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  • allotments, veg patches or tubs.

    I was wondering how many of you are growing your own produce.
    I'd always had dreams of owning an allotment, but logistics etc meant I never got one. So a couple of years ago, I dug up a good half of our front garden and started planting. I thought it was big enough, but have further plans for next year. I'm growing fruit bushes: blueberries, black currents, goosedberries, raspberries. I also have a couple of cherry trees.
    Veg; parsnips, carrots, squash Kale (my first year), beetroots, lettuce varieties, tomatoes, green beans and herbs.

    Friends of mine took on a huge allotments last year and joined up with a lot of families to have the most amazing community allotment. They take kids from the school there to be involved and are in the process of setting up some hives as well. It's a fantastic.

    Tell me about yours!
    full time mum and very very part time crafter.

  • #2
    I also want to grow cabbages, but every time I attempt them, I'm faced with catterpilla infestations and as I'm organicin approach, there are no chemicals to be used, so how do I avoid the same happening again?
    full time mum and very very part time crafter.

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    • #3
      I was offered an allotment once, but had to turn it down, as I just didn't have enough time for it.

      I used to grow quite a few veg in my old garden, but when we moved, the top end of the garden that I'd use for growing is quite shady, so I just have some large tubs and pots now. I always grow tomatoes, and this year I've got some peas, which are my favourite and will not make it as far as the kitchen. I'd love to grow more, it's such a nice thing to do, isn't it?
      Celia
      I can't be creative and tidy too
      www.jencel.co.uk for beads, findings and threads
      The Occasional Sheffield Bead Shop
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      • #4
        Just raspberries, strawberries, parsley and tomatoes growing here. I have so many other seeds (carrots, spring onion, radish etc) but never got around to planting them, will have to check the packets to see if I've left it too late for this year.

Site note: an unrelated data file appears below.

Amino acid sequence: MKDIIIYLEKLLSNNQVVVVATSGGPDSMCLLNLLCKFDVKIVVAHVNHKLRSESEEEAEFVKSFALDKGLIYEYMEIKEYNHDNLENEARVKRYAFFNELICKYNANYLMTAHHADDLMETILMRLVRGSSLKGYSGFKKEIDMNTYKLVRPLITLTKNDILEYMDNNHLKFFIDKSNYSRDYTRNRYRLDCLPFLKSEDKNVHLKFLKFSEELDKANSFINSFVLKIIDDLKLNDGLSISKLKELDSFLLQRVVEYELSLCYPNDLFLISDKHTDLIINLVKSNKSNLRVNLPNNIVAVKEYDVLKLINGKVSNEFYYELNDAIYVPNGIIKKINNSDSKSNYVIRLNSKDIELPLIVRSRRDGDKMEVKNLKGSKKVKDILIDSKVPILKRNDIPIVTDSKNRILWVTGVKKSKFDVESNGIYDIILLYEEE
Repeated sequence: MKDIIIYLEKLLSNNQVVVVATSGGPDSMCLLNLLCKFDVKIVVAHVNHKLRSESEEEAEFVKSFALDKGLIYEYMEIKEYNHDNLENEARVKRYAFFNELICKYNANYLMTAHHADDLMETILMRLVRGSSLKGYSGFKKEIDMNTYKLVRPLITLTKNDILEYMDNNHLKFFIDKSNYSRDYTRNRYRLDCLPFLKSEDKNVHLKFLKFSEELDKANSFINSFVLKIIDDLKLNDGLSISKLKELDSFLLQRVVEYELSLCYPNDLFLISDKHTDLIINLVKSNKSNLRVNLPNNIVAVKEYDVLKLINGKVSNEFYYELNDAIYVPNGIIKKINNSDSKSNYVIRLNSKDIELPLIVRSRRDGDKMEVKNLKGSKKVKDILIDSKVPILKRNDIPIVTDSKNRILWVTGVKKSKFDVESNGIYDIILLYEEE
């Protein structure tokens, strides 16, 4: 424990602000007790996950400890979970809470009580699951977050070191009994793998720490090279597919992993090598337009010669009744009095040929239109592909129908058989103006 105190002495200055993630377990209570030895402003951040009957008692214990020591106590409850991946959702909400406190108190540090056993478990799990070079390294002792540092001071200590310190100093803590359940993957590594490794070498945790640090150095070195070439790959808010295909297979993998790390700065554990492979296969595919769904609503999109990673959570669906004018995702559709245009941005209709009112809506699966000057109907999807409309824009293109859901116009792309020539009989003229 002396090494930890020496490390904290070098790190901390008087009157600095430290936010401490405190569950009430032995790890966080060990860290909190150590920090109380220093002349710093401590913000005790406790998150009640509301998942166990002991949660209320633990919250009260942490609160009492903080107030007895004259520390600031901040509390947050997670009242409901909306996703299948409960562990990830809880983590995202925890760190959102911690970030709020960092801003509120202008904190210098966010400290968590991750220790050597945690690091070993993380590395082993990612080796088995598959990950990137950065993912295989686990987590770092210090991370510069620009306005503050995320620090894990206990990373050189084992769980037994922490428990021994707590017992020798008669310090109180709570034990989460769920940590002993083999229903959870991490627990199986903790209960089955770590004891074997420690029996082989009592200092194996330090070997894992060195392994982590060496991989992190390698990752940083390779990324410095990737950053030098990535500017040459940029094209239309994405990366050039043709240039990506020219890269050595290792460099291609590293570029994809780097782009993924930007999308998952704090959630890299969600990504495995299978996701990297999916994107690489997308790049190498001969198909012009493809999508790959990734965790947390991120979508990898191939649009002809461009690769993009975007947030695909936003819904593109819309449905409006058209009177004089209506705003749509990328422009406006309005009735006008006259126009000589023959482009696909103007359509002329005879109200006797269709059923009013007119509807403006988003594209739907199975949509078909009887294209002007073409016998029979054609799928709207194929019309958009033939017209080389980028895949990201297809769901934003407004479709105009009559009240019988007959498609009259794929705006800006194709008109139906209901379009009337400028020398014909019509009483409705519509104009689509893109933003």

I have wonderful memories of helping my Nan and Grandad in their back garden, they had one of those lovely long gardens and grew potatoes, onions, runner beans, broad beans, sprouts, cabbage, lettice, shallots, sweetcorn, spinach, peas, radish, cucumbers, marrows, strawberries, raspberries, red currants, blackcurrents and 3 greenhouses of tomatoes I used to help with the sowing and picking and would sit with my Nan shelling the peas (agree with Celia, nothing better than peas straight from the pod). They grew so much my Grandad would walk down his road leaving veg on peoples doorsteps
        Visit Natty Netty for a huge selection of Iris Folding supplies

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        • #5
          I am growing spinach, lettuce, parsnips, spring onions, beetroot, strawberries and even some container fruit trees

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          • #6
            Originally posted by beadsbydesign View Post
            I also want to grow cabbages, but every time I attempt them, I'm faced with catterpilla infestations and as I'm organicin approach, there are no chemicals to be used, so how do I avoid the same happening again?
            My sister is a head gardener and has her own allotment as well. I'll ask her about the caterpillar problem.
            Daesul

            http://www.clairemanwani.com
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            • #7
              Originally posted by Daesul View Post
              My sister is a head gardener and has her own allotment as well. I'll ask her about the caterpillar problem.
              Thank you!!
              full time mum and very very part time crafter.

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              • #8
                My Hubby has just got 2 allotments,I never see him now.Each morning he is there 5.30am,still love the strawberrys.
                moni

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                • #9
                  I don't grow anything (except weeds), but I do love making preserves with the surplus from friends' gardens and allotments.

                  Linda

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                  • #10
                    Oh, lucky you - you're growing all those cool weather crops I am never very successful with...our cool season is interspersed with hot, hot blasts and cold, cold blasts and little rain...and then caterpillars and such.